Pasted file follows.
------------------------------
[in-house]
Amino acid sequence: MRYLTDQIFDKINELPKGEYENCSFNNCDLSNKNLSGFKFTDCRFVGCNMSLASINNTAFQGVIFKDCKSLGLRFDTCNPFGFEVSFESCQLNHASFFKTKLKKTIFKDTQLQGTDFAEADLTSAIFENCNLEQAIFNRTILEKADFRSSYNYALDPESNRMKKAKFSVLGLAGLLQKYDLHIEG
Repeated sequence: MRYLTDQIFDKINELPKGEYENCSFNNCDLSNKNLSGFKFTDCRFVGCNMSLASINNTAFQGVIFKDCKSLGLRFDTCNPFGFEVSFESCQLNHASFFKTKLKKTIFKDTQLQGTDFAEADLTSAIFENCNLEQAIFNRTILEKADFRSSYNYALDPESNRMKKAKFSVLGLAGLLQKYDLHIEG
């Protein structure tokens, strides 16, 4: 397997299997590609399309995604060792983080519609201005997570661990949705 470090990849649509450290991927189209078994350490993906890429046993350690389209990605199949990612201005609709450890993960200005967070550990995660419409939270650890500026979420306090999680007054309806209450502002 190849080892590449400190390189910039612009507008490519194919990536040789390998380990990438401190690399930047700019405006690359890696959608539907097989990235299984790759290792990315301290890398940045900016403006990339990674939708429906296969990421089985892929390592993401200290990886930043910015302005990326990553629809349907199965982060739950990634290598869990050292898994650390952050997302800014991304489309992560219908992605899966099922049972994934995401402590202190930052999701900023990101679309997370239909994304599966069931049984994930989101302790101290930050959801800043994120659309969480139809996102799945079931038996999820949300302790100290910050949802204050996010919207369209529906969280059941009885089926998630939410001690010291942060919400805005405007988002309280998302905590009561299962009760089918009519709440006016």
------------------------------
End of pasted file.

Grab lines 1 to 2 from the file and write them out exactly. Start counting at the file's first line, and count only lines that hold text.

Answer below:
[in-house]
Amino acid sequence: MRYLTDQIFDKINELPKGEYENCSFNNCDLSNKNLSGFKFTDCRFVGCNMSLASINNTAFQGVIFKDCKSLGLRFDTCNPFGFEVSFESCQLNHASFFKTKLKKTIFKDTQLQGTDFAEADLTSAIFENCNLEQAIFNRTILEKADFRSSYNYALDPESNRMKKAKFSVLGLAGLLQKYDLHIEG